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  • Journal Article

    Acceptance and Feasibility of a Guideline for the Animal Welfare Assessment of Fattening Pigs from Farmers’ Point of View 

    Pfeifer, Mareike; Koch, Alexandra; Lensches, Clara; Schmitt, Armin O.; Hessel, Engel F.
    Animals 2020; 10(4) p.1-14: Art. 711
    The welfare of farm animals is being increasingly discussed in society and politics. To evaluate animal welfare, indicator systems are often used. Such a system has been developed by the German Association for Technology and Structures in Agriculture and suggested in the publication “Animal Welfare Indicators: Practical Guide—Pigs”. The association’s aim is to provide farmers with a useful method for recording the welfare of pigs. Crucial for the acceptance of the guide by farmers is a high degree of feasibility of the recommended indicators as well as the proposed methods for their recording. To evaluate this, 40 farmers keeping fattening pigs were interviewed. The guided semi-structured interview was conducted on the farms after the farmers evaluated the welfare of their fattening pigs according to the guide. The results are: Apart from the indicators faecal soiling and tail length, all the other eleven indicators are accepted for the assessment of fattening pig welfare by a majority of the interviewed farmers (between 57.5% and 90% acceptance per indicator). Furthermore, the feasibility of the individual indicators was assessed as being positive. The relationship between time expenditure and benefit was rated on a five-point scale at an average of 3.1 (medium), which clearly shows that there is a need for further development of this guide. Some possible changes with a potential for improvement could be identified; for example, the aggregation of the results after the collection of the individual indicators to an overall result that can be compared and interpreted.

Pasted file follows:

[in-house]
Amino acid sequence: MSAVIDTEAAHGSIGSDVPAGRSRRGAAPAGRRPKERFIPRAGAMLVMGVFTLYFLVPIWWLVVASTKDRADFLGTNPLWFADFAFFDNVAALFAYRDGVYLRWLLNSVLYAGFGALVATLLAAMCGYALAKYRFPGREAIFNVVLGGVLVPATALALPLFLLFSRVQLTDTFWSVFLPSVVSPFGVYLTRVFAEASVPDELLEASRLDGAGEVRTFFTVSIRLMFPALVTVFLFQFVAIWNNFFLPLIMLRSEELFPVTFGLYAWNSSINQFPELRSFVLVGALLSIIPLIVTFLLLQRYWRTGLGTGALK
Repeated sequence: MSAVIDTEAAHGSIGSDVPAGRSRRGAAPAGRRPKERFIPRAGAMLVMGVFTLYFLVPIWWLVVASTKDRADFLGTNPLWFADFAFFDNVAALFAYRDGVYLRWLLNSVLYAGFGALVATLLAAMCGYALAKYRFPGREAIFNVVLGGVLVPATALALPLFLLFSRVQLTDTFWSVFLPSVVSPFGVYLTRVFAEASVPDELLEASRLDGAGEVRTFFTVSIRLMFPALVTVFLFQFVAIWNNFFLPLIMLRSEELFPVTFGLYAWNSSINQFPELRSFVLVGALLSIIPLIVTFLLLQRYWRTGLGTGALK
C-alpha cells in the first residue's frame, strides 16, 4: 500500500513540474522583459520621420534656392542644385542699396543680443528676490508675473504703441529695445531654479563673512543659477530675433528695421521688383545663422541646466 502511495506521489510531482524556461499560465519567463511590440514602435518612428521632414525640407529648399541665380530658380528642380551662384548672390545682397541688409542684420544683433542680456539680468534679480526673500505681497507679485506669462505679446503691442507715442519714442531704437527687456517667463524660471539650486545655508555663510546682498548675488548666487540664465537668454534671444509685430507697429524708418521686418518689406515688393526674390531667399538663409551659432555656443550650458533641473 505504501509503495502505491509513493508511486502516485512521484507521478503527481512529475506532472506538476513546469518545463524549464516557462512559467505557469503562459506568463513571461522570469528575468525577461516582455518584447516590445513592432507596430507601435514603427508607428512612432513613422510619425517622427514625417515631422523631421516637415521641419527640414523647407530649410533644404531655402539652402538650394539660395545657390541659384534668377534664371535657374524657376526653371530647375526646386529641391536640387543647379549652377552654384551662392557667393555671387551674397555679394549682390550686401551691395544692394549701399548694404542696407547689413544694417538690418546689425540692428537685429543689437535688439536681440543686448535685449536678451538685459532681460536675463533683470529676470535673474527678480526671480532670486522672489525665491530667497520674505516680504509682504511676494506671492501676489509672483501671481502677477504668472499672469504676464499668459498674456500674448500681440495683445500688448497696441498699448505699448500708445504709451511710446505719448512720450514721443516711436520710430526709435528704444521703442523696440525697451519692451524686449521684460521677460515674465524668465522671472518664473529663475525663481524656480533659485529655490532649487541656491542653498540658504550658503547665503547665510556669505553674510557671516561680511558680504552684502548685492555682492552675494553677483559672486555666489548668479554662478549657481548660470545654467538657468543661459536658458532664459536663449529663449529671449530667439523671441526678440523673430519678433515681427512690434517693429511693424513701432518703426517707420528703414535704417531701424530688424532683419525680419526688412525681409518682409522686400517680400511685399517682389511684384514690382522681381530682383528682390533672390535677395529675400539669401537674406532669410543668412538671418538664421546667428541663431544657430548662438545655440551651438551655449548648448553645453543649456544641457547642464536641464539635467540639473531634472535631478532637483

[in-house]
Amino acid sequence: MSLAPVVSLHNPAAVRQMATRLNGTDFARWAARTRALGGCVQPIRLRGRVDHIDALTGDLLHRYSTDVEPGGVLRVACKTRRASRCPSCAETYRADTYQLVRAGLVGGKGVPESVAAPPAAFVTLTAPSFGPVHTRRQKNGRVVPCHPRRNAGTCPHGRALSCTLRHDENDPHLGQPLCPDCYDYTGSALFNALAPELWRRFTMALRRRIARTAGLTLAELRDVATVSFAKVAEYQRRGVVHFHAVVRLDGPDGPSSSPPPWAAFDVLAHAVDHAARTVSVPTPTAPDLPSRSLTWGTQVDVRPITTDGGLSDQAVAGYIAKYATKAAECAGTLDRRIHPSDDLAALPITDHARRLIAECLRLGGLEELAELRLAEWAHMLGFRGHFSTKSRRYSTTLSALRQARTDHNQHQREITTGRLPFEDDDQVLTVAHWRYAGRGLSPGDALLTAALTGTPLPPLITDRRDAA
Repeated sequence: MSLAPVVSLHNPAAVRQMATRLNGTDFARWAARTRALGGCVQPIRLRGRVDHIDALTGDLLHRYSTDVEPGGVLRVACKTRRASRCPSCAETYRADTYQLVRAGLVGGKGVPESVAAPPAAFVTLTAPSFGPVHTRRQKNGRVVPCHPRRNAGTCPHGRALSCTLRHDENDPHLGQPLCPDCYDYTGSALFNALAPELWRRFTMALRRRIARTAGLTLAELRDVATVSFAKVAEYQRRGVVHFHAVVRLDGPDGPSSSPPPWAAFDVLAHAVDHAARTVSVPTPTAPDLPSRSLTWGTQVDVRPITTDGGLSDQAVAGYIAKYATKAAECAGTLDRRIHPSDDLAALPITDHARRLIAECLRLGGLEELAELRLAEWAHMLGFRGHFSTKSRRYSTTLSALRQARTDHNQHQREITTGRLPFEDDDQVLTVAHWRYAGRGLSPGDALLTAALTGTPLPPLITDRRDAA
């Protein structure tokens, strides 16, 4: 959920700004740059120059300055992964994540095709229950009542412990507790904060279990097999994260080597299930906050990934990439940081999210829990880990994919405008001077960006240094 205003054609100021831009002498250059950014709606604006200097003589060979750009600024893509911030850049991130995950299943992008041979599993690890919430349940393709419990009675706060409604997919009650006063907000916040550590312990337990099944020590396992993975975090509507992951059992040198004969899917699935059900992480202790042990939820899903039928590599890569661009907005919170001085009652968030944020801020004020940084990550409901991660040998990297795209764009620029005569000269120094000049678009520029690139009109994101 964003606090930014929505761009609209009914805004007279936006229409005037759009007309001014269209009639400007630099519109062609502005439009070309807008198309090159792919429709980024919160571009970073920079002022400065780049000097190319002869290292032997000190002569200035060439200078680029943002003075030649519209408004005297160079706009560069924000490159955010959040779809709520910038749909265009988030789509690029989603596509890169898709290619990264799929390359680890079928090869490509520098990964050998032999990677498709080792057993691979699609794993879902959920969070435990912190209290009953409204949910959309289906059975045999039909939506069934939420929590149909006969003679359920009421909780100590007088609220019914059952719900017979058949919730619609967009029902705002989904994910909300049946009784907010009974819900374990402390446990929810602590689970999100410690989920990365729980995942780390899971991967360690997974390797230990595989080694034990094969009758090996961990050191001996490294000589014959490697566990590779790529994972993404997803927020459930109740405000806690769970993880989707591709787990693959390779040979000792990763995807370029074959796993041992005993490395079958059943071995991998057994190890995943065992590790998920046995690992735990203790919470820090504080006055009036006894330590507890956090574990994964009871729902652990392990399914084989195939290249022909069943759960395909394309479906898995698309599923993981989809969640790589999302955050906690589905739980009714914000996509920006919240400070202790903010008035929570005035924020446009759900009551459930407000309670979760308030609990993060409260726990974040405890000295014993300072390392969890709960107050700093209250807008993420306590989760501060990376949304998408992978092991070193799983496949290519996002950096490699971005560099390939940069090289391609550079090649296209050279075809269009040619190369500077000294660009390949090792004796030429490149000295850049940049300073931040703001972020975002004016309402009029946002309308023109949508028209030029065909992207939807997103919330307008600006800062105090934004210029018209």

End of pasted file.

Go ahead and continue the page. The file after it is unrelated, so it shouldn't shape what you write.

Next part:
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  • Journal Article

    Precipitation is the most crucial factor determining the distribution of moso bamboo in Mainland China 

    Shi, Peijian; Preisler, Haiganoush K.; Quinn, Brady K.; Zhao, Jie; Huang, Weiwei; Röll, Alexander; Cheng, Xiaofei; Li, Huarong; Hölscher, Dirk
    Global Ecology and Conservation 2020; 22 p.1-15: Art. e00924